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Int J Clin Exp Pathol. 2013; 6(3): 536–542.
Published online 2013 February 15.
PMCID: PMC3563184

Acute kidney injury and inflammatory immune reconstitution syndrome in mixed genotype (A/E) hepatitis B virus co-infection in HIV-associated lymphoma


We report a first case of HIV-associated lymphoma (HAL) presenting with acute kidney injury (AKI) and inflammatory immune reconstitution syndrome (IRIS). A 39-year-old male, treated with nonsteroidal anti-inflammatory drugs (NSAIDs) for one month prior to admission, developed AKI, left testicular tumor, and recurrent swelling of the right parotid gland. A resected testicular tumor exhibited features intermediate between diffuse large B-cell lymphoma and Burkitt lymphoma. Renal biopsy showed hydro-degeneration of renal tubules, interstitial inflammatory cells, and a small number of lymphoma cells in the sub-capsule, compatible with acute interstitial nephritis. His renal dysfunction rapidly recovered following chemotherapy and combination antiretroviral therapy (cART). He developed pneumonia concomitantly with a decrease in HIV-RNA level and an increase in CD4+ cells after the first cycle of chemotherapy, which spontaneously resolved after the second cycle of chemotherapy without additional anti-infection drugs; thus, his pneumonia fulfilled the diagnostic criteria for IRIS. We suggest that IRIS may frequently develop during chemotherapy for HAL, but may be overlooked. He was coinfected with hepatitis B virus (HBV), which genotypes known as is associated with liver-related mortality and response to antiviral therapy; recently, an intimate interplay between HIV and HBV in the onset of lymphoma has been reported. Therefore, we addressed the HBV genotype in the patient. The analysis revealed that he exhibited a mixed genotype (A/E) not native to Japan and primarily found in Europe and North America or West Africa. These findings suggest that universal vaccination for juveniles against HBV is warranted in Japan.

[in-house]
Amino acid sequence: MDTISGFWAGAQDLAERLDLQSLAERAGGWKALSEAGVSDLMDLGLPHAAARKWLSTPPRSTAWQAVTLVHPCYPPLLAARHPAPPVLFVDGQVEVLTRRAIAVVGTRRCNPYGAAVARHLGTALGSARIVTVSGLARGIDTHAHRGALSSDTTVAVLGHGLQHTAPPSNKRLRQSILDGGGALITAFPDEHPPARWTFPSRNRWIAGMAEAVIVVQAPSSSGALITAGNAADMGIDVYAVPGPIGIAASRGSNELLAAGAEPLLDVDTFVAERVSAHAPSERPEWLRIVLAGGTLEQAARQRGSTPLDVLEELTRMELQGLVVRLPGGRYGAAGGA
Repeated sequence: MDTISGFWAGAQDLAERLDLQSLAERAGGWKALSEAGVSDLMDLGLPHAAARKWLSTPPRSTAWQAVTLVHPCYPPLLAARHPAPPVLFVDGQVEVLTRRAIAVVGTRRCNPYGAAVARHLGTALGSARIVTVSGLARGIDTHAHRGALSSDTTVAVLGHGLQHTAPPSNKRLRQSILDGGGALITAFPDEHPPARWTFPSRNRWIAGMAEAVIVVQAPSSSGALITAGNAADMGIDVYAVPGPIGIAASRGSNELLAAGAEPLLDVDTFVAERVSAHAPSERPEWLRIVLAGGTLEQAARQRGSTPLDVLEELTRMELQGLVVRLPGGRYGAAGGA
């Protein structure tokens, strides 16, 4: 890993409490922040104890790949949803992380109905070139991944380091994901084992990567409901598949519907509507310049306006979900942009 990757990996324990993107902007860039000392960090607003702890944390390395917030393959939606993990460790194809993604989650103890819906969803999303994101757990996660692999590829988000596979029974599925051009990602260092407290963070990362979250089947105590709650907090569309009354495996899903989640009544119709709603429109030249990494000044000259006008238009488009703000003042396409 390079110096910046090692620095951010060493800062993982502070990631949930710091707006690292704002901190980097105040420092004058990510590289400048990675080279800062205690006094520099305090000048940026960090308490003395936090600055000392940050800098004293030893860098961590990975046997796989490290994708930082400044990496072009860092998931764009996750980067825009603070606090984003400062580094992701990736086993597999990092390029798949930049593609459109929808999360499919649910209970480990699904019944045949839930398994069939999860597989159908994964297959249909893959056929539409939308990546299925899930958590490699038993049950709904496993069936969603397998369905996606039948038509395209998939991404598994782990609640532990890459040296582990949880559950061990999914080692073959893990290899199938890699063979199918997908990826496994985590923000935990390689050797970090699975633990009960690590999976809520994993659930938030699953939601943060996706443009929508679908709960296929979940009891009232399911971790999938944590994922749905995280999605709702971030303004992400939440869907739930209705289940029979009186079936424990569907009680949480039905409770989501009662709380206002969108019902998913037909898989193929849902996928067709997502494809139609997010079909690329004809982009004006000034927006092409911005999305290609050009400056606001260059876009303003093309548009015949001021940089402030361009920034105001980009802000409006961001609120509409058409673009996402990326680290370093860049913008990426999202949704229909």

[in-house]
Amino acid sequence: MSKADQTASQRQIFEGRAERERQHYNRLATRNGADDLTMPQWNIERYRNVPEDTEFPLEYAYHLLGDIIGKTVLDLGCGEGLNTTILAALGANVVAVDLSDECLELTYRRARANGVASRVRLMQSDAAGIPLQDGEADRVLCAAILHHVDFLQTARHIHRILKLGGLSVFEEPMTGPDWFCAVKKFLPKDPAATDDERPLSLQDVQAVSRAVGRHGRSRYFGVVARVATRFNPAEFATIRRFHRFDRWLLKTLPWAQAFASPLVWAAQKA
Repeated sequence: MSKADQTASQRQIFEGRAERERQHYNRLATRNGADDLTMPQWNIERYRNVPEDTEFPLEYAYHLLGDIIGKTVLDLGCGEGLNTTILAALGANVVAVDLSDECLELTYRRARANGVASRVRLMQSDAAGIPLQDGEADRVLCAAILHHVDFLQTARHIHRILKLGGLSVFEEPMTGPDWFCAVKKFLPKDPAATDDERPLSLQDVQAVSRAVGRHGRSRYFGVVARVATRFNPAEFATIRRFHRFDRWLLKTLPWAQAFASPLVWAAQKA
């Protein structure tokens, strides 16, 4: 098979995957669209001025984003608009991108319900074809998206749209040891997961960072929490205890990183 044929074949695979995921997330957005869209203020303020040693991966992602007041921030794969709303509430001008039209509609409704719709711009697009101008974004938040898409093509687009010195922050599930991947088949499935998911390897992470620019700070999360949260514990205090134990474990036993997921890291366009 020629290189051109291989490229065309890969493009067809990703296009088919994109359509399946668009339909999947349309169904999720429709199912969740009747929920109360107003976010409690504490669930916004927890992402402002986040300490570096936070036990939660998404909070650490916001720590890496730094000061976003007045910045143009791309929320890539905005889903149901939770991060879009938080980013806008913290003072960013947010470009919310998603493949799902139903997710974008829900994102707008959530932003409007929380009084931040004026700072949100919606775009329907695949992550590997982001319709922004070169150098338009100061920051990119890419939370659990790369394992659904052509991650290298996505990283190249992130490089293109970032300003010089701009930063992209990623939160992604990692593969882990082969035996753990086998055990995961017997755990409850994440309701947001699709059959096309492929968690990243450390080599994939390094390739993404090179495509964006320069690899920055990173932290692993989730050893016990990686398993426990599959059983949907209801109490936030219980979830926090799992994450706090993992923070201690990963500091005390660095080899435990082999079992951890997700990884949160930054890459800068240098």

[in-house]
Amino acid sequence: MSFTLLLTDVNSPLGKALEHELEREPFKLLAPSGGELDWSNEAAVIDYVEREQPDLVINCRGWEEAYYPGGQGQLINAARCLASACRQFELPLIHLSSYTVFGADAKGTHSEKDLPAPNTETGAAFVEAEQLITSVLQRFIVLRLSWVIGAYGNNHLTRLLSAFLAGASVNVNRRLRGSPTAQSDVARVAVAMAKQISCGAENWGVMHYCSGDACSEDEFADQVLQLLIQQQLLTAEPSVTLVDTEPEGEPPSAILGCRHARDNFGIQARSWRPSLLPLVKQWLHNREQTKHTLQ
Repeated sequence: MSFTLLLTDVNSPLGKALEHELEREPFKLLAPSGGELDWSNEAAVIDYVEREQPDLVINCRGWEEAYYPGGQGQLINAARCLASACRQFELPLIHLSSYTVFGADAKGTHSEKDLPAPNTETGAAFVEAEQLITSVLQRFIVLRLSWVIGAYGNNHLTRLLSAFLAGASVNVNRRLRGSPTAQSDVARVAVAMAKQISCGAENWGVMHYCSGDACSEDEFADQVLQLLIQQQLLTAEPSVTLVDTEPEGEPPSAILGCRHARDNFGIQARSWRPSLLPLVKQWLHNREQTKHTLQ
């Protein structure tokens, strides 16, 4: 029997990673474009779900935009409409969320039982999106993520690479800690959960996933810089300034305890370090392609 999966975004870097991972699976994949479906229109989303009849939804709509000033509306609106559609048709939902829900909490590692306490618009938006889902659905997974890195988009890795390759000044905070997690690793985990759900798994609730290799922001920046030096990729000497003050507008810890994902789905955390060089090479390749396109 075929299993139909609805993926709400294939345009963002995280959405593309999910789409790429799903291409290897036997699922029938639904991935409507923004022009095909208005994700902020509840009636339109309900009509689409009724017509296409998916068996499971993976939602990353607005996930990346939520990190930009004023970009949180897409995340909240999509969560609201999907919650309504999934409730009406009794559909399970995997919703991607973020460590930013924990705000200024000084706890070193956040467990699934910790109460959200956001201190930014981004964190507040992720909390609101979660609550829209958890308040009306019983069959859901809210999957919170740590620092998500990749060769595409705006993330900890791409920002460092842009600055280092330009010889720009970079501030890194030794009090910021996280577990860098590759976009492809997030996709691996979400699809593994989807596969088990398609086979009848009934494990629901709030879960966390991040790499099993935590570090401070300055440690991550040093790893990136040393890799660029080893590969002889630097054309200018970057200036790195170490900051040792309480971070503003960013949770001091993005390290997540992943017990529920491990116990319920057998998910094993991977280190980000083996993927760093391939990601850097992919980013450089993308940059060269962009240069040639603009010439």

Keywords: Hepatitis B virus, HIV, genotype, immune reconstitution inflammatory syndrome, acute kidney injury, ptosis